Accessories which sport a similar or higher price compared to their associated device is like eating moldy cheese; it just never sits well. Such was the case of the OWLE iPhone lens system that emerged a few years ago. The original setup called for an iPhone 4 that slid into a rugged aluminum case with a lens system compatible with Canon FD lenses, Nikon lenses, and M42 lenses. The web lit up with elation, yet despite the fandom for the product, the company had a hard time moving units thanks to its $500 price tag – almost the retail price of the iPhone 4. Fast forward 2 years and the company has re-branded, retooled, and re-marketed.
Now called Phocus, the iPhone lens system is vastly cheaper, made from a lighter material (plastic), and is available in a variety of bundles that range in price from $80 to $200. And instead of using DSLR lenses (this option is still available), Phocus includes their own proprietary version that is lightweight and compact. They sent me the Phocus for iPhone 4s two lens bundle about a month ago. That said, they now also offer an iPhone 5 version, which accommodates the thinner and longer handset.
Unlike the olloclip, which I reviewed last year, the Phocus system uses a plastic case that your iPhone slides into. It stays in place using friction, so pushing the lock button will cause it to partially slip out – a small gripe I had with the design. Since the white version of the iPhone 4s is slightly thicker than the black version, it would seem that Phocus has allowed for this, as evidenced by the ever so slight wiggle room my black iPhone 4s demonstrated – a friend’s white iPhone 4s had less “play”. Far from a hindrance and one that will be a none issue if you’re using the iPhone 5 version as that handset doesn’t suffer from the same flaw.
There are three 1/4″-20 screw threads (standard tripod mount screw) outfitted on the Phocus iPhone case – two on the bottom, one on the top. They can be used to mount the Phocus system to a tripod, add a light or pistol grip, and really anything that is compatible with this screw thread size. There is also a slot designed for Phocus accessories, such as a boom mic, something that can be purchased with a 3 lens bundle for just a few pennies shy of $210. Much like a full-sized camera, the Phocus has a finger grip bulge, making it easier to control and in turn negate some of the shakiness commonly associated with grasping the svelte handset with one’s fingers. It’s a subtle feature, but one that scored big points with me, especially seeing as I like to capture photos primarily with my iPhone 4s.
However, with the Phocus installed, the iPhone 4s goes from being a pocket friendly device, to one that needs to be carried in hand or in a bag, unlike the olloclip system which can slip into a pocket. Nevertheless, it’s a vastly evident caveat and one that should be willingly accepted if you’re considering this product. That in mind, all of the iPhone’s ports and buttons are left unhindered, though I would have preferred to see an actual dedicated shutter button built-in to the design (the volume, or in this case the shutter button is still accessible, though upside down) since this would improve the already camera like feel.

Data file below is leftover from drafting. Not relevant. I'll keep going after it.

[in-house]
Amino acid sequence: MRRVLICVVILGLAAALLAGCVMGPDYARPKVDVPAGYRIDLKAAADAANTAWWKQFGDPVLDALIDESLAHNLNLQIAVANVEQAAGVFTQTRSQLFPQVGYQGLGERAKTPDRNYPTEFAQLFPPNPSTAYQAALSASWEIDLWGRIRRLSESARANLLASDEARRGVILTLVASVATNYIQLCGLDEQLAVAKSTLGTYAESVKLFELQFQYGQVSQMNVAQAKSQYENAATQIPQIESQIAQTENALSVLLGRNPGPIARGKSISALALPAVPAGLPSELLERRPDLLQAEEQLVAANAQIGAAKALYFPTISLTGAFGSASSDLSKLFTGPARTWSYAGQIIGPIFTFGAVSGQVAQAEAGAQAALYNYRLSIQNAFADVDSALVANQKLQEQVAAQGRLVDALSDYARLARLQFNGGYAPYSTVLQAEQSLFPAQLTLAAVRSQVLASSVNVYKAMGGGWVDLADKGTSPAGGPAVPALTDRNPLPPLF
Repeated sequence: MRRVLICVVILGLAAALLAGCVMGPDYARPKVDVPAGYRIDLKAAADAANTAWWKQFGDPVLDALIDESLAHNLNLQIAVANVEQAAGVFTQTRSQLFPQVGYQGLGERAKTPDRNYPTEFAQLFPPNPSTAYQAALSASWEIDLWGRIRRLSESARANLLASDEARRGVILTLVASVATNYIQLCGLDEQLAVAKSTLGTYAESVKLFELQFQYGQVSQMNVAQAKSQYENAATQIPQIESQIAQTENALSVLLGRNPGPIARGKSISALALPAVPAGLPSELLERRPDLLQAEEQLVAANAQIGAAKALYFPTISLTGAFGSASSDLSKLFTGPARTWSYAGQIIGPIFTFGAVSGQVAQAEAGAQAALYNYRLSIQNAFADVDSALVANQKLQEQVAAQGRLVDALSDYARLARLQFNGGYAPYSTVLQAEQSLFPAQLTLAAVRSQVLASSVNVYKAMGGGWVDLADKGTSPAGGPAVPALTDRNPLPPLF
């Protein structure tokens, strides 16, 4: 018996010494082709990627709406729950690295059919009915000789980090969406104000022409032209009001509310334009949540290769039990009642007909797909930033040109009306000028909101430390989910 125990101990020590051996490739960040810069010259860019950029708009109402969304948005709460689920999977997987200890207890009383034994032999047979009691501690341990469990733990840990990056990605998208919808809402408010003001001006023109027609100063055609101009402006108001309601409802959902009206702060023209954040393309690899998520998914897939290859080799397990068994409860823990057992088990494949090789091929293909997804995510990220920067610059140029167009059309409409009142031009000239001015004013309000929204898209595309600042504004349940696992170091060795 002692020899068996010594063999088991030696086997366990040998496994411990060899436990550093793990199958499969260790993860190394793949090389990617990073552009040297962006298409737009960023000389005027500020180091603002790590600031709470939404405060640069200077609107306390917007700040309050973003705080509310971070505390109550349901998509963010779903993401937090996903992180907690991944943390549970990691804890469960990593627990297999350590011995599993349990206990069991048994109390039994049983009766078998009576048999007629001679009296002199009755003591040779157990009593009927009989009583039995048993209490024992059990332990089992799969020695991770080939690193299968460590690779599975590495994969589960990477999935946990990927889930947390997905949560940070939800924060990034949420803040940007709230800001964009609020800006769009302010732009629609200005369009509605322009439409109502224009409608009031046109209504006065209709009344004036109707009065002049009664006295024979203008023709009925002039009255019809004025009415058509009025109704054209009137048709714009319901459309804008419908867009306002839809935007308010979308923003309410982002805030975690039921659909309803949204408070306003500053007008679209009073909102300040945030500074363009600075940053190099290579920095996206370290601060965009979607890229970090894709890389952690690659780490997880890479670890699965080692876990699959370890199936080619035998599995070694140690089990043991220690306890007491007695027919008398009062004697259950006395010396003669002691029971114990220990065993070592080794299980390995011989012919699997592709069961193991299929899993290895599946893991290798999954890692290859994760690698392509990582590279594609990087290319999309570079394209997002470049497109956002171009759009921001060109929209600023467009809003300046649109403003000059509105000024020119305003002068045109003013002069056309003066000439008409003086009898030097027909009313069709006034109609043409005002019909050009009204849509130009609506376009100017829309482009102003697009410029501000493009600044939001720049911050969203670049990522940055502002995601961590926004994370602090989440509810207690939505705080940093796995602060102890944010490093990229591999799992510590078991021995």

The two lens bundles is actually a one lens system that splits into two. Together it serves as a wide-angle lens, capable of capturing about 30% more image. That is by all accounts an estimate, so I’ll let the photos do the talking. Splitting the lens into two – leaving the base still attached – turns it into a macro lens. Much like the olloclip, I found the Macro lens to be a bit more compelling offering since detail remains, while distortion is minimal.
Because the Phocus is glass upon glass, as oppose to glass upon sensor, distortion in the photo is inherent, and more apparent in brightly lit scenario. Lines, such as seen in the curtains in the bar picture are distorted, and hallows from the light source are emphasized though it would appear that the Phocus system handles it better than the olloclip. The level of detail found in the macro photos is uncanny – just compare the two side by side photos and you can immediately see that level of detail found in the paper that otherwise goes unnoticed using the iPhone 4s’ camera.
Since the Phocus is jamming in more “data” or image into the lens it’s only normal that the photo should degrade in quality. If you look at the two outdoor pictures, you’ll see that the overall image clarity is lost in the photos with the Phocus wide-angle lens. It’s most apparent towards the edges of the photos where colors become lack luster and a ghosting or hallow like effect starts to become visible. Blacks levels are also diminished when the Phocus wide-angle lens is attached, as are colors and the all together detail of the image. Unfortunately, I tested the olloclip with an iPhone 4, so it’s not exactly a fair comparison, but following this review I’ll try to see if I can dig it up and do a three-way comparison (let me know in the comments if this is something you’re wondering about).
That said, the olloclip doesn’t offer the camera like grip, which is one of the most attractive aspects of the Phocus. Sure, it’s not nearly as pocket friendly, but it most certainly steps up the usability of the iPhone’s camera, which in turn could negate your stand alone point and shoot camera. The caveats of course are size, all together image quality (relatively speaking) and low light shots.
Phocus iPhone Lens System
Pros: an easy to use multi lens camera system for the iPhone 4s (or iPhone 5) that adds a camera like form factor making it easier to capture photos without blur and better composition. The two lens bundle costs just $80.
Cons: image distortion in any light is evident, the iPhone is not absolutely secure in the case so pushing the lock button causes it to move, and it’s not pocket friendly.
You can buy the Phocus direct starting at $80.